California lawmakers will soon vote on legislation that would require single-use plastic packaging manufacturers to source reduce products into reusable products and ensure all single-use packaging is recyclable or compostable by 2030.
Under the bill, producers and retailers would need to reduce scrap generated from plastic packaging by 75 percent. In addition, single-use products made from material that can't be recycled would be banned following a product review.
The bill was introduced by Assembly member Lorena Gonzalez, D-San Diego and many coauthors. After being passed in the House of Representatives, the bill was passed along to the Senate and was last amended Sept. 6.
The amendment will allow CalRecycle to conduct a review process of a product before it is banned for not meeting recycling requirements. In addition, the state agency can also give a company up to two years to meet the new regulations. The amendments were made after concerns of the state’s ability to process excess material from the new law.
Global production of plastics has reached 335 million tons per year. According to the United Kingdom-based Ellen MacArthur Foundation, there will be more plastic than fish in the sea by 2050, if no action is taken. In addition, studies have found microplastics on beaches and in drinking water.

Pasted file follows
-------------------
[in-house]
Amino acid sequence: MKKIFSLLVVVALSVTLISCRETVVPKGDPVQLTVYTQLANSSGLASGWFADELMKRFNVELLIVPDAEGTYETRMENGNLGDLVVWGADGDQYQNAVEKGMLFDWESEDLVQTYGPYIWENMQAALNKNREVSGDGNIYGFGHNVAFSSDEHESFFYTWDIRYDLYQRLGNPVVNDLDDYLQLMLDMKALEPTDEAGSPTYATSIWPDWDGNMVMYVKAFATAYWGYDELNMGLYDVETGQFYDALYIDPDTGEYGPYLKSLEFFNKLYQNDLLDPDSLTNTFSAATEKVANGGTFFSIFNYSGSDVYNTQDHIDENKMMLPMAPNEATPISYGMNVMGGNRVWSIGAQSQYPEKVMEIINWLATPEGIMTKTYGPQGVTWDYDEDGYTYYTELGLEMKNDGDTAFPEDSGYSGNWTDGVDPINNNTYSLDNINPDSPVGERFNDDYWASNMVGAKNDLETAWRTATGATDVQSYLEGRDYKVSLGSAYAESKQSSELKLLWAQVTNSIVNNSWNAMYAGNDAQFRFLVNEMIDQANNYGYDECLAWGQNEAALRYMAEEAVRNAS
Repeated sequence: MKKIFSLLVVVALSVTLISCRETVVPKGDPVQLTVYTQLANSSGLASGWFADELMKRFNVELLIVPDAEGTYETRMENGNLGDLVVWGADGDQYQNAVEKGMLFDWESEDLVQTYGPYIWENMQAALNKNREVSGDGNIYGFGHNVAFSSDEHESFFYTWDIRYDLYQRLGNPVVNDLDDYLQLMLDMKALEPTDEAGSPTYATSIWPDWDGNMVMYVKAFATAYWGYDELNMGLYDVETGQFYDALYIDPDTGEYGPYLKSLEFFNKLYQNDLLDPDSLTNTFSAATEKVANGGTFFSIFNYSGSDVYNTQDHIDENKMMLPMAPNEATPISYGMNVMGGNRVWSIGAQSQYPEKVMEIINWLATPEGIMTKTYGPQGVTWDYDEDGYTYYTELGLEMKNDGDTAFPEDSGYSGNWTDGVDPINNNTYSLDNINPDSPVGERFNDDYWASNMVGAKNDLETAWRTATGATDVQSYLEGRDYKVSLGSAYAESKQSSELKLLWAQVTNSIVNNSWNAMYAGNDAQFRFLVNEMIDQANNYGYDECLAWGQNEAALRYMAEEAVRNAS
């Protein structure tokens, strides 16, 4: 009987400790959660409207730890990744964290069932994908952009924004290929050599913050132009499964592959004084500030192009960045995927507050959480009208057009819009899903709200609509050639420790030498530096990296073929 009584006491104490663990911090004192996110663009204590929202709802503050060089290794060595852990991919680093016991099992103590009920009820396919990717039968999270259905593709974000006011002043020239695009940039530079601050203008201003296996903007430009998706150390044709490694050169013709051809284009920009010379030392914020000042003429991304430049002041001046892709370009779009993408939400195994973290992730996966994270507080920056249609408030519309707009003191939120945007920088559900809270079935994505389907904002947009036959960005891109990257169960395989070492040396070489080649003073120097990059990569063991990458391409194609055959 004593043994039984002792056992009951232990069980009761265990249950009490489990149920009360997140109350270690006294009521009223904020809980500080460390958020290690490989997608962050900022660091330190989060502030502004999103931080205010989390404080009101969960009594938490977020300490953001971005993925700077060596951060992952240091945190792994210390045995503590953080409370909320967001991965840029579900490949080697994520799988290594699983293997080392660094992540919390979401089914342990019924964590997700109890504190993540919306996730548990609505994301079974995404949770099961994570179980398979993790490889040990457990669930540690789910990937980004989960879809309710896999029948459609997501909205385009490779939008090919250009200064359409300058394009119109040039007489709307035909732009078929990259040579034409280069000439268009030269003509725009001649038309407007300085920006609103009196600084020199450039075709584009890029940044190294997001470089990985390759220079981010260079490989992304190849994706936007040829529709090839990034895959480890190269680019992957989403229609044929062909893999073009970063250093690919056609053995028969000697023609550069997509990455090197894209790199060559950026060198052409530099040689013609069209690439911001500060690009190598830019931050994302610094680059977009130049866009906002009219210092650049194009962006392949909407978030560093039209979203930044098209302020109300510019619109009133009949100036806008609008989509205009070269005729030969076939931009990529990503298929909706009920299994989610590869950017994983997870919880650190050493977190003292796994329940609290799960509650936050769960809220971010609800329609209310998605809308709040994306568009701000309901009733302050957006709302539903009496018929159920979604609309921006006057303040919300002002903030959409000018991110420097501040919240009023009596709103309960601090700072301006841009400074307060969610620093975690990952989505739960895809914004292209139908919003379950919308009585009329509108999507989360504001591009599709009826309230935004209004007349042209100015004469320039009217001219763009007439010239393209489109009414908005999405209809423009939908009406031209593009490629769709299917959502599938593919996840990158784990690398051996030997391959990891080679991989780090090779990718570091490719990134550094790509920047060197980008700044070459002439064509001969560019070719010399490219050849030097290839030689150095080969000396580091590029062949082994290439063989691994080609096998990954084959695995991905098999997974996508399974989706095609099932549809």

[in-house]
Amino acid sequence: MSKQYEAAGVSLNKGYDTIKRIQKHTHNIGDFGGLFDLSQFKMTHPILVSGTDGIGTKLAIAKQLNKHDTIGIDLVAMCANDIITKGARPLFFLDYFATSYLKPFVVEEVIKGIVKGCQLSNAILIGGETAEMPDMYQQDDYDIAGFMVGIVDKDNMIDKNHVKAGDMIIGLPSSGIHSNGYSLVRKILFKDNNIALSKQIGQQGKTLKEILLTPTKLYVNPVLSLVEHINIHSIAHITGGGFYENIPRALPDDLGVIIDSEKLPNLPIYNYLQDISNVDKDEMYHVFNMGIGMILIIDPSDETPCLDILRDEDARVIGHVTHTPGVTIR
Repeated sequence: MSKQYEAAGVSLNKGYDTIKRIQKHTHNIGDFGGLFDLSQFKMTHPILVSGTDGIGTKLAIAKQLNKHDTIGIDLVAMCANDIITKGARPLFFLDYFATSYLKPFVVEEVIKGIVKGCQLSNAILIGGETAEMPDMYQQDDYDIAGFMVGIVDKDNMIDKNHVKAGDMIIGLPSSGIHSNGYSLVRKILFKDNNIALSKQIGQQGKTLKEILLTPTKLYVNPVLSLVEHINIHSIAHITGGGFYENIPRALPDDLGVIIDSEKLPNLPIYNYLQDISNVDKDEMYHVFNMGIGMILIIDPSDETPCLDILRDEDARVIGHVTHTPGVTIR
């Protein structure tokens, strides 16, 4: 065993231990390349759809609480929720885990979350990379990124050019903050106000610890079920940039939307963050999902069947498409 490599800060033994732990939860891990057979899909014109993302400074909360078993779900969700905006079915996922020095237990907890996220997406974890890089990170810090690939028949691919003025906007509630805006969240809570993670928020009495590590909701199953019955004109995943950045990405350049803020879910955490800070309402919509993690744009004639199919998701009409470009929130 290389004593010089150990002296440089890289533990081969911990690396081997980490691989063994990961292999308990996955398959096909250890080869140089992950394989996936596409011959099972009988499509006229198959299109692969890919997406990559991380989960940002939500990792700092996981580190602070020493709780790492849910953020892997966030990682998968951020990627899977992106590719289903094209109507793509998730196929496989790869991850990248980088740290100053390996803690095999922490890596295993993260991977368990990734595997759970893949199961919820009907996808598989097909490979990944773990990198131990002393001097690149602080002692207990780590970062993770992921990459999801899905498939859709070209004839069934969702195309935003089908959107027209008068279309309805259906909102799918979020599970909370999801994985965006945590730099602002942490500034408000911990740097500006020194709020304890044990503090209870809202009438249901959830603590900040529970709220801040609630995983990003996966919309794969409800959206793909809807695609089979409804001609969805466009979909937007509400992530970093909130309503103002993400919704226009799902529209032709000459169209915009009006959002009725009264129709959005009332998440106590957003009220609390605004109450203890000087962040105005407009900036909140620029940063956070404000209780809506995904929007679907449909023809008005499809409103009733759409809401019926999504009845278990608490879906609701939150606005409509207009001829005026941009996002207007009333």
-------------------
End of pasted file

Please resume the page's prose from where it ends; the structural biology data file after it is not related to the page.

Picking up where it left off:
Local governments in California spend in excess of $420 million per year in “ongoing efforts” to clean up and prevent plastics and other litter from entering rivers and polluting beaches and oceans. The costs on governments to manage material is causing an increasing interest by governments and other parties to establish extended producer responsibility (EPR) laws across the country, which place responsibility to manage end-of-life materials on producers and sometimes consumers.
The bill states “businesses selling products into California have a responsibility to ensure that their packaging and products are minimizing waste, including ensuring materials used are reusable, recyclable or compostable. This responsibility includes paying for the cost of the negative externality of recovery for materials they sell in California.”
The bill is pending a third reading and final vote of approval.